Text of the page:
Guide To Remain Safe While Remote Working

With remote work blooming ever since the pandemic, it’s important for everyone to know the basic guidelines of cybersecurity in order to remain safe while being productive. As it turns out, this is pretty straightforward, and there are quite a few tools out there to help you with just that.

A woman using a laptop on a dining room table set up as a remote office to work from home. Workers told to self-isolate due to coronavirus will receive sick pay from day one, the Prime Minister has announced, as England’s Chief Medical Officer warned that a UK epidemic is now “likely”. PA Photo. Picture date: Wednesday March 4, 2020. See PA story HEALTH Coronavirus. Photo credit should read: Joe Giddens/PA Wire (Photo by Joe Giddens/PA Images via Getty Images)

Guide To Remain Safe While Remote Working

  1. Cloud Applications

Cloud-based tools make remote work a lot easier by putting everything together. There’s no need to download apps on separate computers, deal with different hardware and respective troubleshooting – everything is completely the same for each user. and it’s backed up by hefty security. One of the most popular packages, G-Suite by Google, is an example of a bundle of cloud applications. Drive, Sheets, Gmail, Meet – it puts together all applications that you could possibly need to complete your remote work and it encrypts everything to ensure no data gets leaked.

  1. VPN

Short for “Virtual Private Network”, a VPN is among the best safety precautions that a remote worker can take, mainly due to its ability to mask both incoming and outcoming traffic and reroute it through a different network. This means that even if a third party tried to intercept the connection, they wouldn’t be able to trace it back to the original sender/recipient. There are both free and paid versions available, although it’s important to note that the premium versions often provide faster connections with less downtime.

  1. Password Managers

Passwords are the only thing that stands between your valuable data and the person trying to access it. Because of this, it’s important to make it as complex and difficult to guess as possible. However, it can be difficult to keep track of all these phrases, especially when you’re working with dozens of accounts. Password managers encapsulate all of these passcodes and place them under a unique, master password. The benefit is that at all times you only need to remember a single combination of characters. If you’re having trouble remembering it, you can simply write it down on a piece of paper and carry it with you.

  1. Prevent Scams with Spokeo

When you’re working online, you open at least a dozen of emails each day and answer the same amount of phone calls. What you might not realize is that this can put you at great risk, especially if you’re not careful. Phishing emails and money-draining calls are becoming increasingly more frequent. Fortunately, there’s a tool that can help you recognize and avoid these malicious attempts.

Spokeo, a reverse phone lookup and email search tool filters through all of the dangerous stuff for you. When you receive a suspicious email or a call, all you have to do is go to the tool’s website. Enter the address/number of the sender/caller and click on the “Search Now” button. After Spokeo is done with the analysis. You could get complete background information including the person’s name, address, as well as social media. If anything seems sketchy, avoid that particular email/call.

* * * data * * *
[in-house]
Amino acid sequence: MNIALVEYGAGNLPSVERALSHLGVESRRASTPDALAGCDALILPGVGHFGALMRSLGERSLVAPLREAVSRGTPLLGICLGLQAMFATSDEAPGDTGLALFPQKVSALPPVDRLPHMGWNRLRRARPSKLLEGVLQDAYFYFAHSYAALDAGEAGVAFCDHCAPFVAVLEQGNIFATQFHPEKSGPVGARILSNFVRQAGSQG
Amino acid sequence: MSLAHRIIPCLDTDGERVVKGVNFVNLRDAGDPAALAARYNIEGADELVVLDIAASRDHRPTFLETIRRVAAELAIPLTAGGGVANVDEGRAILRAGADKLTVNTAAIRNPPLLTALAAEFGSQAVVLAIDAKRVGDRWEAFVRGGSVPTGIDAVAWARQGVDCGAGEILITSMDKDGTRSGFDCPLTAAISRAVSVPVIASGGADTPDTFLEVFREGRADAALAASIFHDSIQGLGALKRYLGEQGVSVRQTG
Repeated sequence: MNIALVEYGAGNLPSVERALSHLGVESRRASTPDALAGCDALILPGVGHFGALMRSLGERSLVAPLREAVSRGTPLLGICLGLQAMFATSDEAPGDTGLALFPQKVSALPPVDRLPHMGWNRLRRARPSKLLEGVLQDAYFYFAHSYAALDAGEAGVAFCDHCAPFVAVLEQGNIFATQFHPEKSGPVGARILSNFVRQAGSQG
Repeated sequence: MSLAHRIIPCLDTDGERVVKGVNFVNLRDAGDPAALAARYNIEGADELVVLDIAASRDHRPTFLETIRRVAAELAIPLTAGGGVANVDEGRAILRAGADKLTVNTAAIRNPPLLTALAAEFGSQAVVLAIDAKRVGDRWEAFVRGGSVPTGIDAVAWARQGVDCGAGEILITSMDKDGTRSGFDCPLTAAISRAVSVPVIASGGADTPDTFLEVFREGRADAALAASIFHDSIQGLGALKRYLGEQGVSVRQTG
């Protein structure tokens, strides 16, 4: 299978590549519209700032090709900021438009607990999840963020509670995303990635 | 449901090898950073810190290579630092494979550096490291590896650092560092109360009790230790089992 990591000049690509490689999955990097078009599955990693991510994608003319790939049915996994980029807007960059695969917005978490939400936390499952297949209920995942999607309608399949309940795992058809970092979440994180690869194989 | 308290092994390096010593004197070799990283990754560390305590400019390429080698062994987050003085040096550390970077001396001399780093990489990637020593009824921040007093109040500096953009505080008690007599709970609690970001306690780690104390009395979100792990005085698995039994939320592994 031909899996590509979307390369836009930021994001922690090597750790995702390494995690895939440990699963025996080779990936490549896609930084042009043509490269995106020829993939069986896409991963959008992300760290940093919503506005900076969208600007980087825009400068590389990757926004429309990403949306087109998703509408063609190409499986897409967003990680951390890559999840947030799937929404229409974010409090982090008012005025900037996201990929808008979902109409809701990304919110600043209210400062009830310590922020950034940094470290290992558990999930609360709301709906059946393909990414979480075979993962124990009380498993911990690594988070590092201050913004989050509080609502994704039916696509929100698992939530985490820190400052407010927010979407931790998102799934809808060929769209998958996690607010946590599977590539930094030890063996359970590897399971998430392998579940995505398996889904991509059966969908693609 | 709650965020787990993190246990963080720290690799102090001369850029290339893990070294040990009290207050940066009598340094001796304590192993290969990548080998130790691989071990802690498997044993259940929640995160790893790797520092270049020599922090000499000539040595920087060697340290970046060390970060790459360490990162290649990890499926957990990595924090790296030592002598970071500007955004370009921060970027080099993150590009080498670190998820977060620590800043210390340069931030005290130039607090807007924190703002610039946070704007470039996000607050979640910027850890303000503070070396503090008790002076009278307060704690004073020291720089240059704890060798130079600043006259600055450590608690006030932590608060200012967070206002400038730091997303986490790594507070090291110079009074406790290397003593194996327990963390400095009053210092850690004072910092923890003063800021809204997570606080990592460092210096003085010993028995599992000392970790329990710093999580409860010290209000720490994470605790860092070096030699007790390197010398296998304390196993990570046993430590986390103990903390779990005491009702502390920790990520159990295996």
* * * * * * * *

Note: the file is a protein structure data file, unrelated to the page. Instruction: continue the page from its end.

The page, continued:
1. Avoid Public WiFi Connections

Using an open WiFi hotspot can be quite tempting, especially if you have a limited mobile data plan. Unfortunately, since they’re unprotected, you’re making yourself open to any and all kinds of attacks when you connect to them. There’s no amount of encryption or tools that can save you in this scenario. Which is why you should avoid WiFi hotspots as much as you possibly can. If you find yourself frequently in situations where you have to complete some urgent work. Consider getting a larger data plan.

  1. Two-Factor Authentication

This fairly new authentication method acts as a secondary defence mechanism in case someone manages to crack your password. Before your account is accessible, you’ll have to confirm your identity in one of three ways depending on the method used. Something that you possess (a USB stick, a card), something that you are (biometrics, fingerprint, face ID), or somewhere that you are (GPS). Most of the platforms that support two-factor authentication work by sending a message to your phone with a certain code that you have to enter before it expires. This is one of the cheapest and easiest ways to boost your security significantly.

  1. Backups

Tasks that you finish on your PC are in constant danger of being lost – if you don’t back them up, that is. Fortunately, there’s an easy way to prevent this. External hard drives, SD cards, large capacity flash drives, and other mediums are cheaper than ever. It’s going to set you back at most a couple of dozen dollars. A few minutes of your time to copy all the work.

While these methods boost your online safety, there’s no tool that can help save you from your own mistakes. Before dealing with any potentially malicious content, make sure to take the necessary safety precautions.


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